Tuesday, January 2, 2024

First Walks of 2024

We rise early, well before sunrise. It helps to go to bed early. Fortunately the New Year's Eve celebratory fireworks in the neighborhood ended relatively early so that we and our 12-year old dog Henna could drift off to sleep. Henna is not a fan of loud noises.

As we do every morning, we rang in the New Year before dawn. After savoring a cup of coffee sitting by the wood stove, I bundled up and headed out with Henna, a headlamp clamped to my head. Our first walk is aways in the morning darkness. Henna sniffs around for overnight animal movements. I glance at the sky--darn, still cloudy. The ground is still snow-free and soft, it feels more like March than January.

By mid-morning on New Year's Day we were walking the wide flats at Seapoint Beach in Kittery, Maine. The tide was just coming in, a dozen or so others were there, many with dogs running happily after tennis balls and greeting each other. The calm ocean water shimmered under the brilliant winter sun. A few sea ducks far offshore dove below the surface of the ice-cold sea. I marvel at the circulatory system and anatomy of ducks and geese that allow them to thrive in the cold water, while we require many layers of clothing in winter even on land.

On this clear, crisp first day of 2024, I feel fortunate to be surrounded by such natural beauty. 

Thursday, January 20, 2022

Winterberry Bird Scat

A week ago--on a coldish January day--a small flock of robins ate all the berries from one winterberry shrub in our yard. They flew off as quickly as they arrived, after the last fruit was plucked.

Winterberry (Ilex verticillata) is my favorite native shrub, its beautiful red berries brighten an otherwise late fall landscape and the bounty of juicy berries serve as a mid-winter food for birds. 

The bright red berries of our winterberry in September.

Winterberry is typically dioecious, with male and female flowers on separate plants. Only the female plants produce the bright red berries; each berry sports a small black dot. The greenish-white flowers are so inconspicuous that I often miss noting their blooms in early summer. The berries are the show-stopper, especially in early fall when the red berries are surrounded by the dark green, finely-toothed leaves or in winter set against a snowy landscape.

December winterberries.

Lots of rain last fall and into early winter has kept water levels high in local streams and rivers. Despite the high water, wetlands have frozen solid due to the recent stretch of very cold temperatures. Yesterday we explored one such ice-covered local beaver pond. We heard what sounded like a flock of crows cawing from the woods above, only to realize it was the clang of our microspike-clad footsteps.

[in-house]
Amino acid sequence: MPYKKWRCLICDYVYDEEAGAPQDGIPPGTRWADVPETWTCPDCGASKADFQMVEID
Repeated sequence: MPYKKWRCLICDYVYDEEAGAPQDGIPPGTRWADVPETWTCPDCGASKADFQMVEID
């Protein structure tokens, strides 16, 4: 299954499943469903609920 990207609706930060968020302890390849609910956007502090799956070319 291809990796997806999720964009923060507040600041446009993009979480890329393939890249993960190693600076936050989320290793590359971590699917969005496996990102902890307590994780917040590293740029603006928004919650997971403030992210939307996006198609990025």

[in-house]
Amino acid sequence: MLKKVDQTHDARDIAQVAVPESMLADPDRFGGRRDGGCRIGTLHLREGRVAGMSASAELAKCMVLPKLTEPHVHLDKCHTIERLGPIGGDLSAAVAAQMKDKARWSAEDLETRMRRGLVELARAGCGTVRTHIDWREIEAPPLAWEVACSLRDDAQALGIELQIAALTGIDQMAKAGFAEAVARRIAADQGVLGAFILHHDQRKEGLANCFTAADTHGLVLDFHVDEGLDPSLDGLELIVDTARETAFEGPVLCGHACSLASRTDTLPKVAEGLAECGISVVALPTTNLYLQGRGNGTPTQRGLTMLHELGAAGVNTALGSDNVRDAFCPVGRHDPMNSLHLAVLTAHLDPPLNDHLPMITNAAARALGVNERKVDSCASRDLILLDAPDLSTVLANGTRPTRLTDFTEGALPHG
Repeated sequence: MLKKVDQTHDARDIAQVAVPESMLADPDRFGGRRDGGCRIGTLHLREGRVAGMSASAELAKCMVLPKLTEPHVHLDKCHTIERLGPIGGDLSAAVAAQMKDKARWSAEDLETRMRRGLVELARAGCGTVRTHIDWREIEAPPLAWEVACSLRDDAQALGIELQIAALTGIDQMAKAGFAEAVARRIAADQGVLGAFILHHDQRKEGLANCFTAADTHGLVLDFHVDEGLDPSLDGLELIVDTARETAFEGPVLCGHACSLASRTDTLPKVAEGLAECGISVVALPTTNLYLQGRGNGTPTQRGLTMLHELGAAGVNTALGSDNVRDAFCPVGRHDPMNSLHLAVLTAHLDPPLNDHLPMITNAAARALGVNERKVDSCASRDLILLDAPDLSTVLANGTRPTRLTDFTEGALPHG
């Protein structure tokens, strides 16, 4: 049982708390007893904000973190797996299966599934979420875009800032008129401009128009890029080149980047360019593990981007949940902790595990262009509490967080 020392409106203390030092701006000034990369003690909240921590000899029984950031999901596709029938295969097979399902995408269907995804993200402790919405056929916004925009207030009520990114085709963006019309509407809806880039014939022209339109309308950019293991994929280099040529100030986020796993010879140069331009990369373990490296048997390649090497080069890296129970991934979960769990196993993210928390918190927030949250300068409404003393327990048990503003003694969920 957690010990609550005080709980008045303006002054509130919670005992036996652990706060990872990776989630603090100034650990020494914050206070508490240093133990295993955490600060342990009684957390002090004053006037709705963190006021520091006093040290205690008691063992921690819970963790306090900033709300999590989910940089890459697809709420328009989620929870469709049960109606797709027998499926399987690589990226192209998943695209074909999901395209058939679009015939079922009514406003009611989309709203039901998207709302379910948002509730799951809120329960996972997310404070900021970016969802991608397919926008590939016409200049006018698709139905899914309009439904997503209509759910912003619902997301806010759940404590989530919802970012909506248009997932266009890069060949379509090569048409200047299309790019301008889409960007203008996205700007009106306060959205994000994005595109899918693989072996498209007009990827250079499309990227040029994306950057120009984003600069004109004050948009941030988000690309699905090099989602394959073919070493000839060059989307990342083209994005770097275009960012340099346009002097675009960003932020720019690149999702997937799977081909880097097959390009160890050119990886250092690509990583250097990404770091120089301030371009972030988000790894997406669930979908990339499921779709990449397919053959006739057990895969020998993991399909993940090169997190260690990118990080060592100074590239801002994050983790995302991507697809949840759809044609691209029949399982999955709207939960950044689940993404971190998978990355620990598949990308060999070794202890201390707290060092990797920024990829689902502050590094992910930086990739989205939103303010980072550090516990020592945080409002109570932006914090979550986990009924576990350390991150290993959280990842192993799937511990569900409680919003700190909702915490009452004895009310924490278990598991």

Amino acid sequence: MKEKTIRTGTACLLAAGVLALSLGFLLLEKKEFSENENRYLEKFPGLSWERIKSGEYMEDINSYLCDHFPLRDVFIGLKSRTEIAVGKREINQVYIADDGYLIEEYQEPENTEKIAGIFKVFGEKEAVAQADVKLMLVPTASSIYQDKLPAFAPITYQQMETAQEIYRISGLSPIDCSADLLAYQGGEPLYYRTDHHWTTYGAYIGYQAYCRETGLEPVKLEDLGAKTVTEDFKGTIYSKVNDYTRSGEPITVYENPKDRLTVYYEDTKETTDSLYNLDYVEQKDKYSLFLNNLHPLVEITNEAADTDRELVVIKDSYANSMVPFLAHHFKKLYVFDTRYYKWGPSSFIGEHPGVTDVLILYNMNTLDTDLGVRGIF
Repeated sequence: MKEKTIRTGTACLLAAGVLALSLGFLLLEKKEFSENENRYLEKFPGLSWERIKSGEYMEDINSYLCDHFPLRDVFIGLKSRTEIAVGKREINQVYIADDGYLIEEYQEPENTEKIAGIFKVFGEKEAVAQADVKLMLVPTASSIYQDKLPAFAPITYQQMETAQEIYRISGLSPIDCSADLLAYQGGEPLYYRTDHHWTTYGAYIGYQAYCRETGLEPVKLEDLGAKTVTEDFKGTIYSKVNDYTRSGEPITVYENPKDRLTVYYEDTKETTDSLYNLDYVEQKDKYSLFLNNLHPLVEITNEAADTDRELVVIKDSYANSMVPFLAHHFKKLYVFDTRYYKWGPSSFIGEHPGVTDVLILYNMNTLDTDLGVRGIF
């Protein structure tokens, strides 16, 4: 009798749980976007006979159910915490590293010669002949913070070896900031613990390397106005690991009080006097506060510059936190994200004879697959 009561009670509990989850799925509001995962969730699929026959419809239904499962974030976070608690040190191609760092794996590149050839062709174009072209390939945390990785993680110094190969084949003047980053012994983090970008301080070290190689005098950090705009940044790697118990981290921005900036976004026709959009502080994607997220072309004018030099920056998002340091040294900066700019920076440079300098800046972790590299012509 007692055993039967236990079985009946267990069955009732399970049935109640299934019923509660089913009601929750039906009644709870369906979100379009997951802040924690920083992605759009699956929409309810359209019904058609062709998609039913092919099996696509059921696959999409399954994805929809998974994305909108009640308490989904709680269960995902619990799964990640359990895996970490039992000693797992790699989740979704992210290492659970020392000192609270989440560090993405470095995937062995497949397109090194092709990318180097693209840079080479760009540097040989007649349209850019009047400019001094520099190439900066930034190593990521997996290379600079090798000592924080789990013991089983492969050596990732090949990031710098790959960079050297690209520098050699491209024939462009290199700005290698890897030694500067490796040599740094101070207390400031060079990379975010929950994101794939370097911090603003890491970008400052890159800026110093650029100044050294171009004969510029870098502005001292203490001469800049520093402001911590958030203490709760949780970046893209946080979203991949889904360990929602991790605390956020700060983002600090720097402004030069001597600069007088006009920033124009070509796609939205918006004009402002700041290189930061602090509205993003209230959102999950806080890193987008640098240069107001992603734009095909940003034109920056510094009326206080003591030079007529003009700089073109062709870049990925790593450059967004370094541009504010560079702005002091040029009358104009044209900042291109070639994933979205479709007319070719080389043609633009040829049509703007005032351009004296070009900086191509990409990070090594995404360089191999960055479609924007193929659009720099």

We walked around an unoccupied beaver lodge, something only possible in mid-winter. An intact skeleton of a cormorant lay among the beaver-chewed, sun-bleached lodge sticks. Our dogs Kodi and Henna sniffed about but didn't detect anything breathing inside the lodge.

As the wetland narrowed upstream, we stepped around shrubs, sedge hummocks, and uprooted trees. A few bluebirds and chickadees flitted around us. A thicket of winterberry was stripped bare of its fruits. At the base was a tell-tale sign that a flock of birds had devoured the berries: winterberry scat. Birds have an efficient digestive system and some can process a fleshy fruit with small seeds--such as a winterberry--in less than an hour. 

A pile of bird scat (aka poop) below a thicket of winterberry. 
The contents are entirely winterberry skins and seeds.

Winterberry is a favorite addition to holiday wreaths. A local farm has started a small plantation of winterberry shrubs as a commercial source of these beautiful berries. I clipped a few twigs from our bush in December (before the bird banquet) and added them to our wreath. Just today a few bluebirds picked off all the winterberries. Happy to oblige them this sustenance on a cold winter day.

Our wreath before the bluebirds ate the winterberries.

Sunday, March 28, 2021

Robin Song

Drab morning under a gray sky; a cold, southeast breeze chills my face. A robin sings its cheery spring song, another robin chuckles, while a third one sounds an alarm call from the woods.

Saturday, March 27, 2021

Crows on Morning Foray

Six crows fly east across the field, while a more raucous group of eight circle Bald Hill, land on the tallest pines, then fall silent. A light wind carries no foul odors.

Phoebe arrived in our yard today.

Friday, March 26, 2021

Light Rain

Light rain and mid-40s overnight; one spring peeper on the road--dead. Sweet fragrance of fresh wood chips, the remnants of Asplundh's clearing of the powerline along our road yesterday. Woodcock continue to rule the predawn songscape.

Monday, January 11, 2021

A Sliver Moon

Cold and calm before daybreak. The moon is an orange sliver visible just above the treeline. Four pairs of eyes shine back at us from the Mitchell's lower field, a small herd of deer that survived 2020.

Sunday, January 3, 2021

Three Bluebirds in a Row

The mixed flock of birds at our feeders includes three bluebirds sitting in a row. Their brilliant blue feathers brighten an otherwise dull, gray day. A gray squirrel drinks from the heated dog bowl bird bath.

First Walks of 2024

We rise early, well before sunrise. It helps to go to bed early. Fortunately the New Year's Eve celebratory fireworks in the neighborhoo...